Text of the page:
Music, like language, is affected by the mass cultural exchanges resulting from globalization. Bilingualism is increasing, and now a researcher from the University of Arkansas, Fayetteville, Ark, and her colleagues say they are presenting the first evidence for bimusicalism in untrained music listeners.
“It is interesting that bimusicalism may be more prevalent than bilingualism, yet bimusicalism had not been studied in a laboratory setting,” said Elizabeth Margulis, who studies music cognition at the University of Arkansas, in a statement from the university. The research is published in the current issue of Music Perception.
Margulis worked with colleagues Patrick C.M. Wong and Anil K. Roy of Northwestern University to devise and administer two experiments to reveal whether music listeners understand aspects of unfamiliar music from a different culture as well as they do the music of their own culture.
The researchers worked with volunteers in India and in the United States–people who were music listeners, not musicians, and who were familiar with music from their culture, but not from the other culture. They also tested another group in the United States who were not trained musicians but had experience listening to both Western and Indian music.
First, the researchers tested recognition memory–the ability to identify whether a music clip came from a previously heard symphony. Second, using snippets of music specifically composed for the project, they tested tension judgment, that is, the ability to sense a melody’s progression toward resolution or dissonance.
Not surprisingly, listeners showed more understanding for the music from their own culture when they had not heard another culture’s music. However, those listeners who had had significant exposure to both cultures’ music showed equal responses to music from either tradition.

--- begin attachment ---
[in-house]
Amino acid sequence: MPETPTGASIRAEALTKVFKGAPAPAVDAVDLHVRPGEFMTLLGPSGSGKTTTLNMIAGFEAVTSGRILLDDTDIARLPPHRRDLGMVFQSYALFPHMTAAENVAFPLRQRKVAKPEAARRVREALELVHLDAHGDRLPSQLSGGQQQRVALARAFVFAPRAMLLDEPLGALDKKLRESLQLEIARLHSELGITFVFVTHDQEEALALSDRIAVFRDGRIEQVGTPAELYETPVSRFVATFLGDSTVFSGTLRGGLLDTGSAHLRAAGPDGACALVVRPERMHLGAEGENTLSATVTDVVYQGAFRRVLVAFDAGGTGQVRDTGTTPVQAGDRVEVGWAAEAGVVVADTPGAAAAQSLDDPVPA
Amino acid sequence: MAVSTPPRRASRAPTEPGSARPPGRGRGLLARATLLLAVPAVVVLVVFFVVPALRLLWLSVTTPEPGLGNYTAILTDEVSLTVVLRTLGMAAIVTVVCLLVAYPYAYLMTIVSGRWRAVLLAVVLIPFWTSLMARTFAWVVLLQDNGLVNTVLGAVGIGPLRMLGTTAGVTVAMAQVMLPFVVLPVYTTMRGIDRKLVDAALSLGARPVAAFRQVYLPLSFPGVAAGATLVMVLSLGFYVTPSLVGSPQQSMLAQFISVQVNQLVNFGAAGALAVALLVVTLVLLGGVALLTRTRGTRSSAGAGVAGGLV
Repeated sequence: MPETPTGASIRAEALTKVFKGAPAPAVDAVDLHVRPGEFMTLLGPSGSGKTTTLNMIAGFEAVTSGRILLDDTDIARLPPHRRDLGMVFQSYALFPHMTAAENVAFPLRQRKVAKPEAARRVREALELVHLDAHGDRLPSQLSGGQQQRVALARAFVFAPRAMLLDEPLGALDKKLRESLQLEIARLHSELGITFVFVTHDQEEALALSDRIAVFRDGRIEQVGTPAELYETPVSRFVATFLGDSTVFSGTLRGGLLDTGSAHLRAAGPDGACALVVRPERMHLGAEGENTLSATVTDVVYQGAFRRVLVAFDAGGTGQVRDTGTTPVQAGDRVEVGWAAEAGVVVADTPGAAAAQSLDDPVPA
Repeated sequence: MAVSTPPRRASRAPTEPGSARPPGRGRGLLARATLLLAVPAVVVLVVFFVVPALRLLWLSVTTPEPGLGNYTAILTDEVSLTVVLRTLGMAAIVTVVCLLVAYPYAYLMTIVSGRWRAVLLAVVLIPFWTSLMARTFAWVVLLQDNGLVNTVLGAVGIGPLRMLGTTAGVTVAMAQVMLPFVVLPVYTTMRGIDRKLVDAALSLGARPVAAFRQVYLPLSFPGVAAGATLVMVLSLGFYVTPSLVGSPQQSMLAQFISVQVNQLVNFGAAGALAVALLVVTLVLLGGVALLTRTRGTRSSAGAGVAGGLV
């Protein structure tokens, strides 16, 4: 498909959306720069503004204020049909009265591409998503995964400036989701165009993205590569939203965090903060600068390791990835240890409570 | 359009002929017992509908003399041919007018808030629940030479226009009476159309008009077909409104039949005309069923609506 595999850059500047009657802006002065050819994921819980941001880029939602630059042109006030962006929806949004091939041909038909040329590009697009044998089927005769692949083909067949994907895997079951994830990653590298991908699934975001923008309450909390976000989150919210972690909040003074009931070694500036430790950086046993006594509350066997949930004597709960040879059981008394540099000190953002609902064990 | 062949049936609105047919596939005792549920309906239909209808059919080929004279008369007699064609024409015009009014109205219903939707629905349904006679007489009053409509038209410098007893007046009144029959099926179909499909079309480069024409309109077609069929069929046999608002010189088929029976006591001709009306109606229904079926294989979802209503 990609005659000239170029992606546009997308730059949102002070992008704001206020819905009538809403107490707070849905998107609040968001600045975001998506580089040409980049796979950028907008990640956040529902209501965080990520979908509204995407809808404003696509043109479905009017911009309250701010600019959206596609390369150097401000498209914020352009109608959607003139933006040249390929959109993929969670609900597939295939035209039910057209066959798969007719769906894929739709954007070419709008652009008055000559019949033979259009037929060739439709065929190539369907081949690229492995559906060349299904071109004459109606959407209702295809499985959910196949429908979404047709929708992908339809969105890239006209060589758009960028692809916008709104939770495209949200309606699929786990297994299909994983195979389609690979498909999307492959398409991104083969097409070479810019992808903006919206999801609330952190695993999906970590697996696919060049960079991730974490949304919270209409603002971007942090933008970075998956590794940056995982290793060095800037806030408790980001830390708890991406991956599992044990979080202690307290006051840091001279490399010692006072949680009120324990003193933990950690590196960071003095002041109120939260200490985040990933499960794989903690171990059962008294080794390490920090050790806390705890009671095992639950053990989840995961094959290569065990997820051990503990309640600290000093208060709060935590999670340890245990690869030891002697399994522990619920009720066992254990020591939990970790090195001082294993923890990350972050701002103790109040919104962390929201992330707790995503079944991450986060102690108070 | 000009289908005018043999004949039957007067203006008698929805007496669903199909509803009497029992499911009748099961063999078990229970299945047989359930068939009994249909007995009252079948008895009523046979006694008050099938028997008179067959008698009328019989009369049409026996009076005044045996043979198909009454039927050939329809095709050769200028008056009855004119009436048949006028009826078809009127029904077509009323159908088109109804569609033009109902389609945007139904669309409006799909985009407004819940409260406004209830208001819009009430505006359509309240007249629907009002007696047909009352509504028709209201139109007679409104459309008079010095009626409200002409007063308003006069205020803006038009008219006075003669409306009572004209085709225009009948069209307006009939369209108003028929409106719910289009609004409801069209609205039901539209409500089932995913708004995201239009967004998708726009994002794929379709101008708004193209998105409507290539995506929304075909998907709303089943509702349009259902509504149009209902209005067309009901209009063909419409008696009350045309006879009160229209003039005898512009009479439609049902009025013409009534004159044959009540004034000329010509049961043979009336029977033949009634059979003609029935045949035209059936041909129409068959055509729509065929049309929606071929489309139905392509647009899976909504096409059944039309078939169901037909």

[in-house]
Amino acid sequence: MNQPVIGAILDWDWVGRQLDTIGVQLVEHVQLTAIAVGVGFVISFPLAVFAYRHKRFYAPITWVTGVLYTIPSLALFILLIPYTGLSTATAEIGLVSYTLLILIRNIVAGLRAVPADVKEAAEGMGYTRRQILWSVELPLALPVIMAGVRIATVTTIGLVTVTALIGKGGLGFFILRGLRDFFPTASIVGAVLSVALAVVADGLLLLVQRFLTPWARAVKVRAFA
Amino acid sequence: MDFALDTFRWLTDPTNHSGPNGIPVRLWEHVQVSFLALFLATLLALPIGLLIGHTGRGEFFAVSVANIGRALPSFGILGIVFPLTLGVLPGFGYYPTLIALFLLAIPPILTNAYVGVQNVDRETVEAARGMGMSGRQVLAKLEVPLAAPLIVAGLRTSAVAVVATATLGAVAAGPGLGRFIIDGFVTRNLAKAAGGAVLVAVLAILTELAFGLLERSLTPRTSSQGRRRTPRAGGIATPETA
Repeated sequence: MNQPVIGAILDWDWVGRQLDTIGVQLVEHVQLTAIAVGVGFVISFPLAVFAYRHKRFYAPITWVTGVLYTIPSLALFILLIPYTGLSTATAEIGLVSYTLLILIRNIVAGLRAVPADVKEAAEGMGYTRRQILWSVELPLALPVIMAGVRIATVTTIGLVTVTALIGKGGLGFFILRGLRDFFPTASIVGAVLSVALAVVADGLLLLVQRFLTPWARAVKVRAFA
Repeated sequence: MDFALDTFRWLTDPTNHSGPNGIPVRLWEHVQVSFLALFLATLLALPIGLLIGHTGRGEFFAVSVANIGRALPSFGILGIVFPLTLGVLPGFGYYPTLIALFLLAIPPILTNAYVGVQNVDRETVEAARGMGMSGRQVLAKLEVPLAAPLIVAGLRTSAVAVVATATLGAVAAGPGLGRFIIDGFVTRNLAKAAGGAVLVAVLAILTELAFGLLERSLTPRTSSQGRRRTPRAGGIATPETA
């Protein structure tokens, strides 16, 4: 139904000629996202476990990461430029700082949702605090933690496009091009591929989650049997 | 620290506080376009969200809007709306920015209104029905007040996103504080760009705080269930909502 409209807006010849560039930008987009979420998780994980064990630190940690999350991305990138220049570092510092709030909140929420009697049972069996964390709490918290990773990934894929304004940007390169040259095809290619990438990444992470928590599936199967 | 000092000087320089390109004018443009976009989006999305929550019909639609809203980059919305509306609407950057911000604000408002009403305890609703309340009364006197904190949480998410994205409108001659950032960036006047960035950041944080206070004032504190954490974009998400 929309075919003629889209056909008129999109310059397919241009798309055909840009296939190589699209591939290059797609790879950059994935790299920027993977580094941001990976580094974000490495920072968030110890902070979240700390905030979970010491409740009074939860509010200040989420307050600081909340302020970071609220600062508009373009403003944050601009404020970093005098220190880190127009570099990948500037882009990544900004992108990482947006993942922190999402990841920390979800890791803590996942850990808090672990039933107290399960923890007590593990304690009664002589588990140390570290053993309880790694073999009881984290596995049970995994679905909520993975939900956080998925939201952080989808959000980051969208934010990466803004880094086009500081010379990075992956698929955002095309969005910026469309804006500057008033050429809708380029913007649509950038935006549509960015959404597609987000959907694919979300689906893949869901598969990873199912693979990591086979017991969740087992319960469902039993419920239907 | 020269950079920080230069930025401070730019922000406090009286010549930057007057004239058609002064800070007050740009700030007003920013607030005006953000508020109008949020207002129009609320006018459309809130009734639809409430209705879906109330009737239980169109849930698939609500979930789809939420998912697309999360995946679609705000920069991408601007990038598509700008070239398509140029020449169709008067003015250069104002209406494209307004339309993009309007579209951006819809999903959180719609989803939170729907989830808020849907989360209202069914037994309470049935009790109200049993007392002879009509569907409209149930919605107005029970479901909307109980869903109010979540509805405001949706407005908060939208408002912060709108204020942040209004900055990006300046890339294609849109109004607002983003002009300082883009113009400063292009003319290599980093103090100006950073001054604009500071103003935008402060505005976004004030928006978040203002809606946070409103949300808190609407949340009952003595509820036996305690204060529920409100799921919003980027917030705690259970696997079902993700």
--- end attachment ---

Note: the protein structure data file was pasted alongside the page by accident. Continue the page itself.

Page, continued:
“These research results provide a scaffolding for more research on bilingualism and bimusicalism,” Margulis said.
For example, the research cannot answer “whether one type of music exists as a ‘parasite’ of another type.” That is, does the knowledge of one type of music interfere with the brain’s processing of the other type of music, as has been seen in the processing of a second language?
The researchers also point to the need for further study “at this critical junction of globalization where few monocultural experiences of music remain and numerous multicultural experiences are emerging.”
Margulis plans to do more research using neuroimaging to see whether bimusicalism is similar in the brain to bilingualism. She’s interested in understanding how much music processing is “grafted on” to language processing.
Margulis is an associate professor of music in the J. William Fulbright College of Arts and Sciences at the University of Arkansas.
The research was supported by grants from the National Science Foundation, the National Institutes of Health, and several sources at Northwestern University.
[Source: University of Arkansas]